{short description of image} {short description of image}
technical info

Have you noticed how shifting in the same gear over when the engine is off and the car stopped is easier the 2nd time or third time around? Here’s why:

The shifting force travels along the shift rail and pushes it forward. Small spring loaded detent balls climb on a ramp cut into the shift rail and overcome the resistance of small springs (1)

Similarly the shift rail activates shift forks that in turn move the synchronizer sleeve compressing other detent springs (2) and allowing the sleeve to engage the desired gear and couple it to the rotating shaft.

The final and greatest resistance is due to the synchronizer-sleeve teeth aligning themselves with their counterparts on the selected gear. When the transmission is not rotating this resistance (3) needs to be overcome only once. It will not reappear until the transmission is rotated and the gears are no longer aligned.

This leaves only the two smaller resistances (1) and (2) to overcome on a second and third shift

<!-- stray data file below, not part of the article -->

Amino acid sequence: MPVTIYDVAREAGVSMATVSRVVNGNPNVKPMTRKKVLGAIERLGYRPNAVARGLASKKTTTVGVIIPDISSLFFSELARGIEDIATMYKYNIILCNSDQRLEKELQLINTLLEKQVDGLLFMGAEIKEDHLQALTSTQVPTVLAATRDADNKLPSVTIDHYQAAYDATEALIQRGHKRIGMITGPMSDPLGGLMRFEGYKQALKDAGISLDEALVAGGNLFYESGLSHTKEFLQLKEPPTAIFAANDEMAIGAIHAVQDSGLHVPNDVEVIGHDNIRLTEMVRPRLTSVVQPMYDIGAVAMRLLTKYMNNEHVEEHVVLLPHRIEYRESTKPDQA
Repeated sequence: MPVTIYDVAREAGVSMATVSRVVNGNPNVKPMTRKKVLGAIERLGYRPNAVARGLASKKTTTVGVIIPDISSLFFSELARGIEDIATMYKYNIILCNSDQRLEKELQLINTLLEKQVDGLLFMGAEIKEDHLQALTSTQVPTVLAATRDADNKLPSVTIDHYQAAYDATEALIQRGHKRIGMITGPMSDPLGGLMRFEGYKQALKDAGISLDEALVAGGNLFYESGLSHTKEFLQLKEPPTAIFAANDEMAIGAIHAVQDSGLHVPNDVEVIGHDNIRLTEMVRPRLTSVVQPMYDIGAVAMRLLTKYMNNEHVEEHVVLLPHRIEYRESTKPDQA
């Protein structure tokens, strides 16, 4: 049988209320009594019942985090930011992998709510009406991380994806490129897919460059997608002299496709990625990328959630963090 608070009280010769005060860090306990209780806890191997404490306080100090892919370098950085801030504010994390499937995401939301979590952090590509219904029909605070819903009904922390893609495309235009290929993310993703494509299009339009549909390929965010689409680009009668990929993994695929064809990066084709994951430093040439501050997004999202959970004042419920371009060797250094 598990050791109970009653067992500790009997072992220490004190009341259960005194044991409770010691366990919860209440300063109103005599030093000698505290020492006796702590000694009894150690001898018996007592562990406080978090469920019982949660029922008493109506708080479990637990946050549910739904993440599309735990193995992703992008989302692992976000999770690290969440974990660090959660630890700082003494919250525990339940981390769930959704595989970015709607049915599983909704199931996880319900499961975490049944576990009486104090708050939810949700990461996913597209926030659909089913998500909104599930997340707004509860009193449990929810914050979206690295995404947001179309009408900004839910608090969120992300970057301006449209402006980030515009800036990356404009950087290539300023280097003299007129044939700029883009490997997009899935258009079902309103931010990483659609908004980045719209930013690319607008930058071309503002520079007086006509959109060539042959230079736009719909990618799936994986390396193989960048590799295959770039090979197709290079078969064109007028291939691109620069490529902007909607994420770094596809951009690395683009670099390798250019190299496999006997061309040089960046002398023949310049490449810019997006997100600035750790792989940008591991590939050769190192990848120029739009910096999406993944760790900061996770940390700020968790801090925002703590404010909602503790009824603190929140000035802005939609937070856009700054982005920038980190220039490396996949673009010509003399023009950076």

technical schematic

Click Any Button to See It's Role
Click Here Path of the shifting force Click Here Static resistance withintransmission
{short description of image} Clearances in External Linkage Click Here Dynamic resistance within transmission
Click Here Other Clearances Click Here The Ideal Shift Linkage
Back to Technical Info Main Page

www.idproductions.com © Copyright 1999 Autosolutions, L.L.C. No portion of this site or its contents may be reproduced without explicit permission from Autosolution, L.L.C. Web site designed and maintained by innovative design productions
technical info
installation instructions
constuction information
available models
contact autosolutions
return to the main page